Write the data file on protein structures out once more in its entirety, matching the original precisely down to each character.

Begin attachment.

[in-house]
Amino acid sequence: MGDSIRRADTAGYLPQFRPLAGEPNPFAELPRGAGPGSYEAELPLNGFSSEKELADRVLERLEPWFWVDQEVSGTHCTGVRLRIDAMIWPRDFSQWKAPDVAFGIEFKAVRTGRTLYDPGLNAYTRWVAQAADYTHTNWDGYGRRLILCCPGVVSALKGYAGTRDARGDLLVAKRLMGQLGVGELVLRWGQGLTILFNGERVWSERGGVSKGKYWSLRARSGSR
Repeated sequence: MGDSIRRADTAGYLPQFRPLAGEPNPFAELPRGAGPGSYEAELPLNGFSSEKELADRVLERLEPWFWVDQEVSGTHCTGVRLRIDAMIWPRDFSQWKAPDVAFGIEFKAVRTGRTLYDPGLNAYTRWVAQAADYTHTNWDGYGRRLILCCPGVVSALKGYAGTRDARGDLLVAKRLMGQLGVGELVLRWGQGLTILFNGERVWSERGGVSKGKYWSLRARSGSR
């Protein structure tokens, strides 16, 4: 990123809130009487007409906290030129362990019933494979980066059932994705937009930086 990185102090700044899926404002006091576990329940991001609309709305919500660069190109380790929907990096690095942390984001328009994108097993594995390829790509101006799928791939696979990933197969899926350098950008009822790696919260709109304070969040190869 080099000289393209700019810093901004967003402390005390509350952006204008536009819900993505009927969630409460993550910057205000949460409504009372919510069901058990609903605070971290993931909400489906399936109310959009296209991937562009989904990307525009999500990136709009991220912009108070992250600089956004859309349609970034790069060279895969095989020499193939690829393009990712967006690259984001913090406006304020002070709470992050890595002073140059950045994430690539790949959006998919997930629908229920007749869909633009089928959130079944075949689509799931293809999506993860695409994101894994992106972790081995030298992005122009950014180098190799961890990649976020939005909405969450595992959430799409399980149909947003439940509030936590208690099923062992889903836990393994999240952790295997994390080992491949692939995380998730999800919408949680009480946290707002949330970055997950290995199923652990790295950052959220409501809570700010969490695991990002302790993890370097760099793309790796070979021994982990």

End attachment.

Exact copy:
[in-house]
Amino acid sequence: MGDSIRRADTAGYLPQFRPLAGEPNPFAELPRGAGPGSYEAELPLNGFSSEKELADRVLERLEPWFWVDQEVSGTHCTGVRLRIDAMIWPRDFSQWKAPDVAFGIEFKAVRTGRTLYDPGLNAYTRWVAQAADYTHTNWDGYGRRLILCCPGVVSALKGYAGTRDARGDLLVAKRLMGQLGVGELVLRWGQGLTILFNGERVWSERGGVSKGKYWSLRARSGSR
Repeated sequence: MGDSIRRADTAGYLPQFRPLAGEPNPFAELPRGAGPGSYEAELPLNGFSSEKELADRVLERLEPWFWVDQEVSGTHCTGVRLRIDAMIWPRDFSQWKAPDVAFGIEFKAVRTGRTLYDPGLNAYTRWVAQAADYTHTNWDGYGRRLILCCPGVVSALKGYAGTRDARGDLLVAKRLMGQLGVGELVLRWGQGLTILFNGERVWSERGGVSKGKYWSLRARSGSR
């Protein structure tokens, strides 16, 4: 990123809130009487007409906290030129362990019933494979980066059932994705937009930086 990185102090700044899926404002006091576990329940991001609309709305919500660069190109380790929907990096690095942390984001328009994108097993594995390829790509101006799928791939696979990933197969899926350098950008009822790696919260709109304070969040190869 080099000289393209700019810093901004967003402390005390509350952006204008536009819900993505009927969630409460993550910057205000949460409504009372919510069901058990609903605070971290993931909400489906399936109310959009296209991937562009989904990307525009999500990136709009991220912009108070992250600089956004859309349609970034790069060279895969095989020499193939690829393009990712967006690259984001913090406006304020002070709470992050890595002073140059950045994430690539790949959006998919997930629908229920007749869909633009089928959130079944075949689509799931293809999506993860695409994101894994992106972790081995030298992005122009950014180098190799961890990649976020939005909405969450595992959430799409399980149909947003439940509030936590208690099923062992889903836990393994999240952790295997994390080992491949692939995380998730999800919408949680009480946290707002949330970055997950290995199923652990790295950052959220409501809570700010969490695991990002302790993890370097760099793309790796070979021994982990």